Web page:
From the Archives: Open Access and the Democratization of Science

It looks like it's going to be a pretty busy day for me, so here's a post from the archives. I picked this one because it's still very timely (the Federal Research Public Access Act of 2006 is still in committee in the Senate) and it's related to my recent post on open peer review.

(4 May 2006) As society slowly shifts toward more participatory forms of democracy, science policy will increasingly be subject to the will of the general population. The creation of the California Institute for Regenerative Medicine via voter-initiated Proposition 71 in 2004 stands as a significant example of this. Regardless of whether one finds this prospect encouraging or unsettling, what is clear is that a basic understanding of science and uninhibited access to scientific information will be imperative if the democratization of science is to proceed for the benefit of science and of society.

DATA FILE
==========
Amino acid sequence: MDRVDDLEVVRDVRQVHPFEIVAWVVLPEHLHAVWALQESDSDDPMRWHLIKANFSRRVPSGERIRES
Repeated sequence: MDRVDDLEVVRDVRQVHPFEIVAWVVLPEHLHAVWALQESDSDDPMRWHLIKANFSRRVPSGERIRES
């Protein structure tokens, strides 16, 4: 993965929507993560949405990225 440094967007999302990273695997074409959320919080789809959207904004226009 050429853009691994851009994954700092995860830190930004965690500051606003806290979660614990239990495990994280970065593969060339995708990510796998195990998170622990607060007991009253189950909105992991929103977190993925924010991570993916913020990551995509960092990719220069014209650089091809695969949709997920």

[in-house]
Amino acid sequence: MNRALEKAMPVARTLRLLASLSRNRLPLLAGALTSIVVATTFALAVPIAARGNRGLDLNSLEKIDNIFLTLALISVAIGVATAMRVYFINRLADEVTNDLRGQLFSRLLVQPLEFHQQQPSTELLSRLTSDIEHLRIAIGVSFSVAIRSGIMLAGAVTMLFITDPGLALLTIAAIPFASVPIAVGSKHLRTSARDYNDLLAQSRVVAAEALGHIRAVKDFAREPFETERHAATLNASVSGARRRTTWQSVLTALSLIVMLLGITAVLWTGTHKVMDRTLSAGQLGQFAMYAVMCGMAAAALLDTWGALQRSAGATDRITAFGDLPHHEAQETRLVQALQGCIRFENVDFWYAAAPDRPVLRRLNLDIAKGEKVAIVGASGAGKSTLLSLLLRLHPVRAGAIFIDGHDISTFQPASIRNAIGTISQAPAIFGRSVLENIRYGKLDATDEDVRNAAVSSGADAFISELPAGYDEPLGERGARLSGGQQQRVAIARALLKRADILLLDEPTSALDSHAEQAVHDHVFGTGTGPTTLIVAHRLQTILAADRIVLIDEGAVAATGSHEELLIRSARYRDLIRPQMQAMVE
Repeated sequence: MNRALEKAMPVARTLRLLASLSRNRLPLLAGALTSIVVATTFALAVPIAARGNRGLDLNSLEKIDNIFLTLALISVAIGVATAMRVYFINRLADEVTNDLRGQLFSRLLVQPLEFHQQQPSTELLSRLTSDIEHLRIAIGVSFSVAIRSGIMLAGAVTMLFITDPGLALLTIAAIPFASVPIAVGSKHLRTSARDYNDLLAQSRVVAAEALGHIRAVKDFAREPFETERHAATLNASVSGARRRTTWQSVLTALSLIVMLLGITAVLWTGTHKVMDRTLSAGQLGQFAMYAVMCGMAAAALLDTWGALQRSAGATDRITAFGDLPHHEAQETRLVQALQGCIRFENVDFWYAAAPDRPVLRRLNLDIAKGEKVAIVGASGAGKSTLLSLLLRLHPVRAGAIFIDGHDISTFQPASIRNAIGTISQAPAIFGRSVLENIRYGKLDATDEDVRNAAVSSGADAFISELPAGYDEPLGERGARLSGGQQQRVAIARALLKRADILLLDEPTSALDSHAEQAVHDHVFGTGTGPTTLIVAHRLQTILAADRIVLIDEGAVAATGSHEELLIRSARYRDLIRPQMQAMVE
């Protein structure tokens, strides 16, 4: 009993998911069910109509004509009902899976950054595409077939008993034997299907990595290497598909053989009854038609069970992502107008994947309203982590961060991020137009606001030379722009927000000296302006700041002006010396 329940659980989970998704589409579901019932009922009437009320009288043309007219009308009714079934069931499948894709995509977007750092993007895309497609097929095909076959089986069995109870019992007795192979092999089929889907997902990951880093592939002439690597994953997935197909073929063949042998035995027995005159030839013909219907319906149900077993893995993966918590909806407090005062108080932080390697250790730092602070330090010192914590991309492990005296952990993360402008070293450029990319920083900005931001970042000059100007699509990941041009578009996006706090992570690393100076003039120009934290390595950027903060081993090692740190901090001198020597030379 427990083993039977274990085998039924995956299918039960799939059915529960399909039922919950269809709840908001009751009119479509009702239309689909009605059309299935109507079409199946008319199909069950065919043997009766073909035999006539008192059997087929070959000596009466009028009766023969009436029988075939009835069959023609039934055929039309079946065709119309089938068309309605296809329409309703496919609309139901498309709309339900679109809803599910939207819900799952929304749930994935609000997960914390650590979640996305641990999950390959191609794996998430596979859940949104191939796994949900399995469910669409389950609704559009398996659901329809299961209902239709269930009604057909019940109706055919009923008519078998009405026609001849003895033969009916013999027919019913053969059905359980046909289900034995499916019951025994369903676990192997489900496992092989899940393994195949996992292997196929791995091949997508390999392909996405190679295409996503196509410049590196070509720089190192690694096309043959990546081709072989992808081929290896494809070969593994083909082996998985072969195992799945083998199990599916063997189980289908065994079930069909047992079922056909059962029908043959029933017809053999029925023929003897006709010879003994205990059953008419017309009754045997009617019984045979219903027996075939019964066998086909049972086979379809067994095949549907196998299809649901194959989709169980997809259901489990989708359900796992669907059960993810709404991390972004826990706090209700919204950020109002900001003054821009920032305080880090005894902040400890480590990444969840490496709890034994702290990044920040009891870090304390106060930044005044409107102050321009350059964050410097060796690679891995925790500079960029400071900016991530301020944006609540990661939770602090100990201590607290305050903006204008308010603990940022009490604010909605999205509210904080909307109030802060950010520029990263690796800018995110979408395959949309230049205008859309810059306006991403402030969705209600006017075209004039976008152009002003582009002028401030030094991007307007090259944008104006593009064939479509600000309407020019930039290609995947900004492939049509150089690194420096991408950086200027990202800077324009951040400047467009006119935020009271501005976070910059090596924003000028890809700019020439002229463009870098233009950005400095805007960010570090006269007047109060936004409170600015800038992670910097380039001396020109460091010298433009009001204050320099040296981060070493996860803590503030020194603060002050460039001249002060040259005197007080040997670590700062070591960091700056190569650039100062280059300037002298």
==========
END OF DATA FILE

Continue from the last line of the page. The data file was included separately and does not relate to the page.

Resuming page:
Of these two requirements, the public understanding of science is probably a richer, more extensive, and more fundamental area of discussion. However, public access to basic science is significant and generally does not receive as much attention. One aspect that has received some press in recent years, though, is the idea of open access publishing, a system that overturns the central dogma of the publishing industry by making traditionally expensive access to scientific journals now free. The system is generally funded by page charges paid by the authors who are having their work published.

On Tuesday, Senators John Cornyn (R-TX) and Joseph Lieberman (D-CT) introduced the Federal Research Public Access Act of 2006 to the US Senate, which would require free public access to most government-funded research within six months of the research's publication. I first came across this story via NASA Watch, which linked to a press release in favor of the measure, published by the Alliance for Taxpayer Access. The bill comes on the one-year anniversary of a similar but voluntary measure limited to the National Institutes of Health, as the Washington Post reports: